There is a new Facebook group called, “Don’t let newspapers die.”
It encourages journalists to try to get people to buy a newspaper again. Not by producing a better or a more relevant product mind you, but by badgering people to buy a product that they no longer find valuable.
The official logo for this group is a drawing of an old-time newspaper boy with the slogan, “Save a journalist buy a newspaper.” Listen, plenty of journalists don’t work for newspapers, and most people want their journalism in another format than a newspaper.
Newspapers aren’t charities. In fact, many newspapers companies enjoyed gigantic profits for years. Instead of reinvesting those profits in R&D and focusing on the future, newspaper companies squandered it all. Most newspapers operated as monopolies for years.
Are the people joining this group on Facebook (which is officially listed as “cause” that people can donate money to), also going to donate money to Microsoft one day if it falters and looks like it is falling under? After all, it was a one-time monopoly with astronomical profits.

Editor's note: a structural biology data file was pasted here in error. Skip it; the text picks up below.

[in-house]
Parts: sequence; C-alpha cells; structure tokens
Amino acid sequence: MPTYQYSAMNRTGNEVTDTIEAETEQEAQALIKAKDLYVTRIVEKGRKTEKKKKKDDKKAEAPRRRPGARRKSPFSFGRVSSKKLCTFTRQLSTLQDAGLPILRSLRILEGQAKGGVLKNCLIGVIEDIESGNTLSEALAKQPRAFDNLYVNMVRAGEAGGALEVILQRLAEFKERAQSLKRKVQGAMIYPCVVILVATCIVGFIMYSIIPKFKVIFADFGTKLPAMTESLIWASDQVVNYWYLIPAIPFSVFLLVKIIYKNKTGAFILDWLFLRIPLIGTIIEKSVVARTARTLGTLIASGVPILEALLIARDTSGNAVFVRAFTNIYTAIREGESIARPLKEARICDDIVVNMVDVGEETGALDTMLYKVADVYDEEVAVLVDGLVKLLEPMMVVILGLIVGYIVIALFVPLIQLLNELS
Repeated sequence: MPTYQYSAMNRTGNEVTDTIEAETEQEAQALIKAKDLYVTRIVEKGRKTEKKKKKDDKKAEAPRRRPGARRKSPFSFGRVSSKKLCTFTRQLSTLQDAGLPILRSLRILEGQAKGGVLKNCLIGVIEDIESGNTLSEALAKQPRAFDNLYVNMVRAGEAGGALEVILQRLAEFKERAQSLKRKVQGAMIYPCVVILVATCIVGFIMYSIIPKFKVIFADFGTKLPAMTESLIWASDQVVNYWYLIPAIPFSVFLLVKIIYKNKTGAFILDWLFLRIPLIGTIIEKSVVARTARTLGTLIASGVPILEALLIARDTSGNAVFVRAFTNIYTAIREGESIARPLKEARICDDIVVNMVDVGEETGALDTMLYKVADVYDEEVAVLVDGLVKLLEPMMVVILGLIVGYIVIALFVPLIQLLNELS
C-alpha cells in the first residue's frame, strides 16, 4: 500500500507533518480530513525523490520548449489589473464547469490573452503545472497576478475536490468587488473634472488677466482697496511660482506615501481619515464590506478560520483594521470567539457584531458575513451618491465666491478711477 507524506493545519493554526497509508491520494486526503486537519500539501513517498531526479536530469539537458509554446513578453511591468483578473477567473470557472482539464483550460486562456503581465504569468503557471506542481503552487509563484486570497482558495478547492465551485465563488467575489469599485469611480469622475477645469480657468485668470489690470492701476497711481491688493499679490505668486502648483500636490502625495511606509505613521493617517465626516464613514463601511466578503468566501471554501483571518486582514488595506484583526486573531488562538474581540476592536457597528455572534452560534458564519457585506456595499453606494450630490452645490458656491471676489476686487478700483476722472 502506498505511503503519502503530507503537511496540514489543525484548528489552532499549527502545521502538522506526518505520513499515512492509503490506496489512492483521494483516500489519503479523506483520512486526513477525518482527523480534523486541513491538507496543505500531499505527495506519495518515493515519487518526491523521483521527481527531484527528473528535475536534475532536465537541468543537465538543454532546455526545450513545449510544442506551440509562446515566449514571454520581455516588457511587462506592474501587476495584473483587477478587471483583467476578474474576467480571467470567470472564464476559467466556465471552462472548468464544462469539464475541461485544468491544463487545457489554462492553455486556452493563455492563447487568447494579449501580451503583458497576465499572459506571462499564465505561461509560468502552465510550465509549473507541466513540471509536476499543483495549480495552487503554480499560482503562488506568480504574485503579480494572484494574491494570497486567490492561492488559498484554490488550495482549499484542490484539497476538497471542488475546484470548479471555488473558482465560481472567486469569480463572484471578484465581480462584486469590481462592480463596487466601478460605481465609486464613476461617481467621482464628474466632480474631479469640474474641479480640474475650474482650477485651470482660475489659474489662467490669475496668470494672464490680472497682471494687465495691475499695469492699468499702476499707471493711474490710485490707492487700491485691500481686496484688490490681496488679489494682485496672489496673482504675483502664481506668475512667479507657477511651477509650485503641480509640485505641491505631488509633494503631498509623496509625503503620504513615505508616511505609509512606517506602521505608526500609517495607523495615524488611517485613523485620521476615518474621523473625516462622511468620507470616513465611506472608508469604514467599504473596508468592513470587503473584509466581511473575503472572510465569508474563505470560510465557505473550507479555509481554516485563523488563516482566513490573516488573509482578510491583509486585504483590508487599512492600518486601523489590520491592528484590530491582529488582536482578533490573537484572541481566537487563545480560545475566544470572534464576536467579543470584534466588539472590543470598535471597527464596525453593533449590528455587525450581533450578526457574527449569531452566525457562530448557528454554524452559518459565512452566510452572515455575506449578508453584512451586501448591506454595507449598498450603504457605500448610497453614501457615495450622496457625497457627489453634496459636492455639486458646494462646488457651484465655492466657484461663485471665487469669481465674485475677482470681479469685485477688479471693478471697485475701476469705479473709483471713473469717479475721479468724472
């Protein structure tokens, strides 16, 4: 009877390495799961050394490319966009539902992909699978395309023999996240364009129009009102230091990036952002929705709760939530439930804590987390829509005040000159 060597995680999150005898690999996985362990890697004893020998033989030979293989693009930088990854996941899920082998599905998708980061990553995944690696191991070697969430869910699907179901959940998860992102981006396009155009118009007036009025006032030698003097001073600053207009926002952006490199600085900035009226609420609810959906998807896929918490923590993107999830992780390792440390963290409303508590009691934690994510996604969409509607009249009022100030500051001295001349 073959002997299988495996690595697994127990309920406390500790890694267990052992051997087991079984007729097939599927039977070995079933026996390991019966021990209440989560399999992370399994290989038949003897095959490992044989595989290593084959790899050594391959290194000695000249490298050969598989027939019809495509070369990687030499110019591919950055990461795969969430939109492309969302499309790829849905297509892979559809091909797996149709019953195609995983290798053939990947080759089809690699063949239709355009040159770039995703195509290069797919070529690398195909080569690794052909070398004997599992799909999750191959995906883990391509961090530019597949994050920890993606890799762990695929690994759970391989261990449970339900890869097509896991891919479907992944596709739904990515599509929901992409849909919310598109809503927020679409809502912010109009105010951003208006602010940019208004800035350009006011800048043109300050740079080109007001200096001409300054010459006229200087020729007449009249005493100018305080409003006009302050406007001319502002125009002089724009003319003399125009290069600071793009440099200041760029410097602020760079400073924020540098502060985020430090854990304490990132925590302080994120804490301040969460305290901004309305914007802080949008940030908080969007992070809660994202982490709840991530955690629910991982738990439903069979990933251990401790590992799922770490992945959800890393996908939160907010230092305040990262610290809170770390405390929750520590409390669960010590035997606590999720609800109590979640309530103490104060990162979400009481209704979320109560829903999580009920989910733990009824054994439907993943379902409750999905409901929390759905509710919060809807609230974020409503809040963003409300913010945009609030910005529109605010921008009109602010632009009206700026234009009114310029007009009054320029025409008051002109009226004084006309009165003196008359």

The last reason this group is ridiculous (and shows that many journalists don’t get even understand the business they are in) is that most newspapers lose money on each newspaper sold. That is to say that printing and distribution costs outstrip the gains from subscription and newsstand sales. The vast majority of newspapers make their money on advertising (The Christian Science Monitor is a notable exception).
Advertisers have been fleeing newspapers for year. Now we’re in a global financial crisis. Companies naturally have to cut back on advertising. Unless newspapers substantially raise the cost of a single newspaper (always a hit in bad economic times), selling more newspapers won’t help. There just aren’t enough advertising dollars to go around right now.
I’m glad to support real non-profits like David Cohn’s Spot.Us. I think the non-profit model for future Web journalism can work in certain instances. But newspapers aren’t charities. Almost all are for-profit businesses that should have been leaders in online journalism.
But they’re not. And whose fault is that?